Rotator Cuff Arthropathy

The shoulder is a ball-and-socket joint that is held in place by a group of four tendons called the rotator cuff. The rotator cuff attaches the shoulder blade (scapula) to the upper arm (proximal humerus), allowing you to lift and rotate your arm (for more details about the specific muscles that make up the rotator cuff, please refer to the shoulder anatomy page). The main function of the rotator cuff is to keep the ball centered on the glenoid. When the tendons are torn, over time the ball can start to migrate up under the bone above called the acromion. This can lead to a specific type of arthritis called rotator cuff arthropathy.

Articular cartilage is a specialized tissue that covers the ends of the bones that form the joint. When cartilage breaks down, it does not grow back. Cartilage breakdown is called arthritis and exposes the underlying bone. Inflammatory enzymes are also released in the joint and cause further cartilage breakdown, which leads to further inflammation and a painful joint. Arthritis and migration of the upper arm bone leads to limited range of motion and weakness. Conservative treatments include physical therapy, pain medication, activity modification, and steroid injections. Patients who fail conservative treatment may be a candidate for surgery, which would be a reverse shoulder arthroplasty. This can be a very successful way to restore range of motion and quality of life.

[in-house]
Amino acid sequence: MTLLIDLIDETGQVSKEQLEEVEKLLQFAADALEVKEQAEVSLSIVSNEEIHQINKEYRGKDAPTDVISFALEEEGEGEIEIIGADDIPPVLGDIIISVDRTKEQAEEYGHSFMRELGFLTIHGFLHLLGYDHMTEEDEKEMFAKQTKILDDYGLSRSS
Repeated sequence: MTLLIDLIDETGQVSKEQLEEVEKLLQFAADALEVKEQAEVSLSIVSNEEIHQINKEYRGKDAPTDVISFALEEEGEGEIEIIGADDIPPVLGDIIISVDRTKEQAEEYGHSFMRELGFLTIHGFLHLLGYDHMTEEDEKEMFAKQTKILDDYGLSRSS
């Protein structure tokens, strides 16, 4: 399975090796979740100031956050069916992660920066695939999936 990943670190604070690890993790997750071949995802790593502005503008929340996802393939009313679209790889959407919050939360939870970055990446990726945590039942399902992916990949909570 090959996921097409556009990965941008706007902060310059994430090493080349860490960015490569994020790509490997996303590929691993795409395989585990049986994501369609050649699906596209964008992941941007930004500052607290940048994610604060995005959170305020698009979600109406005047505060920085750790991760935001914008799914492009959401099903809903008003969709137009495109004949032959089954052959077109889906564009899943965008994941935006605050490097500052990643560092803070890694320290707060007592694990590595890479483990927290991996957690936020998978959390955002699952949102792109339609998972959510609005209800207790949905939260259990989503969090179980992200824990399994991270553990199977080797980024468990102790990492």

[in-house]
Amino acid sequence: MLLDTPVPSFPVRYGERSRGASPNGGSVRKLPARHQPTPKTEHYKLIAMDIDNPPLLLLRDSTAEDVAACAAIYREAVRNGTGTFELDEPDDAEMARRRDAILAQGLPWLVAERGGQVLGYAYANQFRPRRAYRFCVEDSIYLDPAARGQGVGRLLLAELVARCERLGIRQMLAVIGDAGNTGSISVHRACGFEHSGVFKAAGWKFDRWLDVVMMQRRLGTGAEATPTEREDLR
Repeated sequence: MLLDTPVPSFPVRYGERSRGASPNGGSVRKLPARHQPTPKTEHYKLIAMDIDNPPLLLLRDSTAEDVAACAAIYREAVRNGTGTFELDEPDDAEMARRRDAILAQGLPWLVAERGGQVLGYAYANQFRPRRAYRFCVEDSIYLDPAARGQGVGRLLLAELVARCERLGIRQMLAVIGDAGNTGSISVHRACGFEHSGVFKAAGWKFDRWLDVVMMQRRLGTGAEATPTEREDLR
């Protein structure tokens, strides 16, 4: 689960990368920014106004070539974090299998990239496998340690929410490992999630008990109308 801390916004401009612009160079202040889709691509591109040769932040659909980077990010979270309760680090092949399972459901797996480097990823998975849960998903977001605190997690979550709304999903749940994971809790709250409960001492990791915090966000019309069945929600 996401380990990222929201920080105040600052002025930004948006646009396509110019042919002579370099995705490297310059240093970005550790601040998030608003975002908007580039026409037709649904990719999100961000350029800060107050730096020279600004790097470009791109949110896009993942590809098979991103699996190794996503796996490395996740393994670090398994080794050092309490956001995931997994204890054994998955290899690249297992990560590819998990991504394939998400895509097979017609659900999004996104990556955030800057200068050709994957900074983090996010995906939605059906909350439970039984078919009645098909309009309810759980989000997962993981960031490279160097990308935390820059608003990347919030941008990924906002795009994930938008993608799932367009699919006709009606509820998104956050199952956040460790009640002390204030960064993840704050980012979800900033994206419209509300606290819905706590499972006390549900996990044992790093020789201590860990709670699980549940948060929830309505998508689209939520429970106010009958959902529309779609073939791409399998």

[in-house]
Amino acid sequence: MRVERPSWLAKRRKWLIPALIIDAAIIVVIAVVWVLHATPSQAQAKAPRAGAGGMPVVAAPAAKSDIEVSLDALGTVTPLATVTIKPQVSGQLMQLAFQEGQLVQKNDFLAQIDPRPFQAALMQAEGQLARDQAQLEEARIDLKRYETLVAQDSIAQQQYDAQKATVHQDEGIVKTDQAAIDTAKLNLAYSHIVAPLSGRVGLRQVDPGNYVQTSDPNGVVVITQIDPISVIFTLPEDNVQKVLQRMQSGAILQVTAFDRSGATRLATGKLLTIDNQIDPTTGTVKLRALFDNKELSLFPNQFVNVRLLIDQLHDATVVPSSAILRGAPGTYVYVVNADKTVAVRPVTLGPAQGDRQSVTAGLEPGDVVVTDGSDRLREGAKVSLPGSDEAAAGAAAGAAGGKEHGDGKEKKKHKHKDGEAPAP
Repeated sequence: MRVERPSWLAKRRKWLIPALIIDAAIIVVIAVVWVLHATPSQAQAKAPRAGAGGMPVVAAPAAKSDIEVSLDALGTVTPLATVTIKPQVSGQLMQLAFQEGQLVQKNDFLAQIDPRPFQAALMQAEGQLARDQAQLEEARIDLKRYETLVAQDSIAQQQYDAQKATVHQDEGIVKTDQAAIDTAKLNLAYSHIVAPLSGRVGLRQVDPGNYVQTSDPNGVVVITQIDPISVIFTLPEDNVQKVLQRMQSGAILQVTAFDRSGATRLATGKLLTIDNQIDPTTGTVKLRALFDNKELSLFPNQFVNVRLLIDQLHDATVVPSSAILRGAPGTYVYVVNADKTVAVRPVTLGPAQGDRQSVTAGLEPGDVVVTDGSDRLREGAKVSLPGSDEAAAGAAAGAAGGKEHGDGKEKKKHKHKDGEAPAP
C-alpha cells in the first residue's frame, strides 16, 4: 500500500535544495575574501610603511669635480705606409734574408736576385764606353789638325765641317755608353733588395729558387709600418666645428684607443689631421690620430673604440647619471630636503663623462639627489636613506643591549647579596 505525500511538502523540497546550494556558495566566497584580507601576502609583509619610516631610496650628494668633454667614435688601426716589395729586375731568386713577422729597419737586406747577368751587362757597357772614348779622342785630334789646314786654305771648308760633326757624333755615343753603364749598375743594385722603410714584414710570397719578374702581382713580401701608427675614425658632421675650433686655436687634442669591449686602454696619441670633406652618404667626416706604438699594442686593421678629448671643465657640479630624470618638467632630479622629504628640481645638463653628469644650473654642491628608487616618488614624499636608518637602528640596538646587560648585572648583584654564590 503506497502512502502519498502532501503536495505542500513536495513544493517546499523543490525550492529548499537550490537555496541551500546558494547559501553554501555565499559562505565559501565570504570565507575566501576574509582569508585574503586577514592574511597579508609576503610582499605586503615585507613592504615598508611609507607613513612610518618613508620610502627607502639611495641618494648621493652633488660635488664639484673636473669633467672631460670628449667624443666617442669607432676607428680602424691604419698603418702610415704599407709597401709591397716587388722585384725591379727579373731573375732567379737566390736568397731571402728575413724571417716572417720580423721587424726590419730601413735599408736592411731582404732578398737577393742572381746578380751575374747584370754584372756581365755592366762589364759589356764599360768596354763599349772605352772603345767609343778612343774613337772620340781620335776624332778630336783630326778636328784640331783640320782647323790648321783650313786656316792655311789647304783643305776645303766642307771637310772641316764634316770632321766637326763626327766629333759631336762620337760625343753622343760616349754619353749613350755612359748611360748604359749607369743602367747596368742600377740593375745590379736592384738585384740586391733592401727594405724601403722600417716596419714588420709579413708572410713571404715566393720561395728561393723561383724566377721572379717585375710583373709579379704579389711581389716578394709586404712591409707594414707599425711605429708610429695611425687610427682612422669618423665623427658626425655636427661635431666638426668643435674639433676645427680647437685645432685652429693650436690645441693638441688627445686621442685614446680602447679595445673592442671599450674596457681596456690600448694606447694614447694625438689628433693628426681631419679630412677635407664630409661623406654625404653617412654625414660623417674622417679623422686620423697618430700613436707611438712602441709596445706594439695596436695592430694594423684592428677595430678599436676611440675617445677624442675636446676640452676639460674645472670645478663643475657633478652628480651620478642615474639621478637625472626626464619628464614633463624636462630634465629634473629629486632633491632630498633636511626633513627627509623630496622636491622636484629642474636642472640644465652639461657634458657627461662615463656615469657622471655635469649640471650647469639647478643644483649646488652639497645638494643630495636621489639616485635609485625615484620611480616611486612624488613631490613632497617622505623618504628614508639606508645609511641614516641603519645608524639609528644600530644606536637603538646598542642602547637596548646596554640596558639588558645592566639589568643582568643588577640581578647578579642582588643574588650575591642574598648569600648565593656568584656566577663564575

• Symptoms

  • Treatment


  • Shoulder stiffness and decreased range of motion
  • Shoulder weakness from lack of use and insufficient rotator cuff
  • Pain at night
  • Morning stiffness
  • Audible cracking or popping upon movement
  • Hiking of shoulder when raising the arm forward or out to the side

Frequently Asked


What is the difference between a rotator cuff tear and rotator cuff arthropathy?

Rotator cuff arthropathy is a special type of shoulder arthritis that results from not having a rotator cuff. When this happens, the ball can start to migrate up and rub on the bone above it called the acromion. With a traditional rotator cuff tear, if there is no underlying shoulder arthritis, the tendon is repaired with a shoulder arthroscopy. However, when arthritis develops and the rotator cuff is irreparable (as in the case of rotator cuff arthropathy), the shoulder joint often has to be replaced.

How do I know if I have rotator cuff arthropathy?

This condition is often diagnosed after taking a detailed history, performing a thorough exam, and taking radiographs of the shoulder. If the radiographs are normal, an MRI will be obtained to better evaluate the rotator cuff tendons.

How do I know if I need surgery or can just manage with conservative treatment?

The age of the patient and their activity level, as well as their level of pain and dysfunction, are considered when deciding a treatment plan. Older patients with less pain and dysfunction can often treat this condition without surgery; however, patients who have significant pain and dysfunction and have failed more conservative treatment can benefit greatly from surgery.

What are the risks associated with not treating my rotator cuff arthropathy?

The most common risks are stiffness, persistent pain, and weakness. Patients with a dysfunctional rotator cuff commonly use their injured arm less, which causes the shoulder muscles to weaken.